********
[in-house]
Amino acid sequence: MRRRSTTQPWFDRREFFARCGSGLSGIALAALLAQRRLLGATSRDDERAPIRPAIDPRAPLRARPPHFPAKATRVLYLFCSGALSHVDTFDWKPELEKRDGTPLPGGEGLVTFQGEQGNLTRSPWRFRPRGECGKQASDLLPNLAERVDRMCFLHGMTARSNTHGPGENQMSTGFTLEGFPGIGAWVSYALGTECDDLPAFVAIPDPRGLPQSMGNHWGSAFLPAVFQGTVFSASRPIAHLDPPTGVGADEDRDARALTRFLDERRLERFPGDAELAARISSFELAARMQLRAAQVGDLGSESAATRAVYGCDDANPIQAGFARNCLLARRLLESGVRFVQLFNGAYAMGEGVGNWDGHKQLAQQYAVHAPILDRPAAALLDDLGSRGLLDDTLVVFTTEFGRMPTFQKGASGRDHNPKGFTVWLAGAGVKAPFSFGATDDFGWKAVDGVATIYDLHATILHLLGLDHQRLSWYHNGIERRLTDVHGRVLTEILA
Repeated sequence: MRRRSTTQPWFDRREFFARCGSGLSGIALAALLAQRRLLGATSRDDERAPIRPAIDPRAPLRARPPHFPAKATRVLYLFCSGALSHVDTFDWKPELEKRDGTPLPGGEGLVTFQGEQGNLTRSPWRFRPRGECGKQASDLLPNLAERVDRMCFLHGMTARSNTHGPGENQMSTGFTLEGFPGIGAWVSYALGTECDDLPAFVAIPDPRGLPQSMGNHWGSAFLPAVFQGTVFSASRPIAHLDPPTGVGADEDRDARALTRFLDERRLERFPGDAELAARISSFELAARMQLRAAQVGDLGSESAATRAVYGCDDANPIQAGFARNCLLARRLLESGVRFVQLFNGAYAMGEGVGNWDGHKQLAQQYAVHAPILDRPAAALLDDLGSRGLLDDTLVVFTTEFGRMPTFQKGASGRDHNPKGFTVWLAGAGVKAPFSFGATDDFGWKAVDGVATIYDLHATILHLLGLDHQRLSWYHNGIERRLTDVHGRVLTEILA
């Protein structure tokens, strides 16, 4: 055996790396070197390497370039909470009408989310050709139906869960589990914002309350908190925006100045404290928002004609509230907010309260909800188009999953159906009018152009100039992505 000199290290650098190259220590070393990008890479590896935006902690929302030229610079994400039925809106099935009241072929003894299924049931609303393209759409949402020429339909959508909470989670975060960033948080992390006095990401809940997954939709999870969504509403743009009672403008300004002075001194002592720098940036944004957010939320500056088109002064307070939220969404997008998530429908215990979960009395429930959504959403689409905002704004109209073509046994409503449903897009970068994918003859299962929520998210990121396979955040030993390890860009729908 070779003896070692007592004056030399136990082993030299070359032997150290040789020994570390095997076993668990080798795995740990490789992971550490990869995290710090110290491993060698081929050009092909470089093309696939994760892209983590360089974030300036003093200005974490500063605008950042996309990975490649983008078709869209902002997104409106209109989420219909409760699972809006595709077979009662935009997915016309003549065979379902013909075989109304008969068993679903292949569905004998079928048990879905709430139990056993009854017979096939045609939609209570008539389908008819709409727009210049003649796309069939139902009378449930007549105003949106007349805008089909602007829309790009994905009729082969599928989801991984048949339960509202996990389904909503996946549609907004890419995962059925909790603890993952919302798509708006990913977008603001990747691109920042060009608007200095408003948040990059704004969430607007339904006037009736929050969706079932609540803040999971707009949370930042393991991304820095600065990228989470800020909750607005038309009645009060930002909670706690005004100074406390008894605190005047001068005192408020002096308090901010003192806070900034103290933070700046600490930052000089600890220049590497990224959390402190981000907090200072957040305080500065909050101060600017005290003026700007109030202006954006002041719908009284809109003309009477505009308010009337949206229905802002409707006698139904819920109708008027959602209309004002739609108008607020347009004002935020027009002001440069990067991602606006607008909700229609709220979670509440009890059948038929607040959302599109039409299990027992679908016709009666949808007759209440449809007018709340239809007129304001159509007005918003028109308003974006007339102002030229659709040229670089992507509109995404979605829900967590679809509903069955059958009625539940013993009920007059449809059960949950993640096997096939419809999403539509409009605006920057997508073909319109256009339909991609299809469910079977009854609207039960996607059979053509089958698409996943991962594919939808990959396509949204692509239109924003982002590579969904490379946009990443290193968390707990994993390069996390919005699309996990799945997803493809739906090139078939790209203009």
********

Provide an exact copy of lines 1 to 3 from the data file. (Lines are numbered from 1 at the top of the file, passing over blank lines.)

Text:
[in-house]
Amino acid sequence: MRRRSTTQPWFDRREFFARCGSGLSGIALAALLAQRRLLGATSRDDERAPIRPAIDPRAPLRARPPHFPAKATRVLYLFCSGALSHVDTFDWKPELEKRDGTPLPGGEGLVTFQGEQGNLTRSPWRFRPRGECGKQASDLLPNLAERVDRMCFLHGMTARSNTHGPGENQMSTGFTLEGFPGIGAWVSYALGTECDDLPAFVAIPDPRGLPQSMGNHWGSAFLPAVFQGTVFSASRPIAHLDPPTGVGADEDRDARALTRFLDERRLERFPGDAELAARISSFELAARMQLRAAQVGDLGSESAATRAVYGCDDANPIQAGFARNCLLARRLLESGVRFVQLFNGAYAMGEGVGNWDGHKQLAQQYAVHAPILDRPAAALLDDLGSRGLLDDTLVVFTTEFGRMPTFQKGASGRDHNPKGFTVWLAGAGVKAPFSFGATDDFGWKAVDGVATIYDLHATILHLLGLDHQRLSWYHNGIERRLTDVHGRVLTEILA
Repeated sequence: MRRRSTTQPWFDRREFFARCGSGLSGIALAALLAQRRLLGATSRDDERAPIRPAIDPRAPLRARPPHFPAKATRVLYLFCSGALSHVDTFDWKPELEKRDGTPLPGGEGLVTFQGEQGNLTRSPWRFRPRGECGKQASDLLPNLAERVDRMCFLHGMTARSNTHGPGENQMSTGFTLEGFPGIGAWVSYALGTECDDLPAFVAIPDPRGLPQSMGNHWGSAFLPAVFQGTVFSASRPIAHLDPPTGVGADEDRDARALTRFLDERRLERFPGDAELAARISSFELAARMQLRAAQVGDLGSESAATRAVYGCDDANPIQAGFARNCLLARRLLESGVRFVQLFNGAYAMGEGVGNWDGHKQLAQQYAVHAPILDRPAAALLDDLGSRGLLDDTLVVFTTEFGRMPTFQKGASGRDHNPKGFTVWLAGAGVKAPFSFGATDDFGWKAVDGVATIYDLHATILHLLGLDHQRLSWYHNGIERRLTDVHGRVLTEILA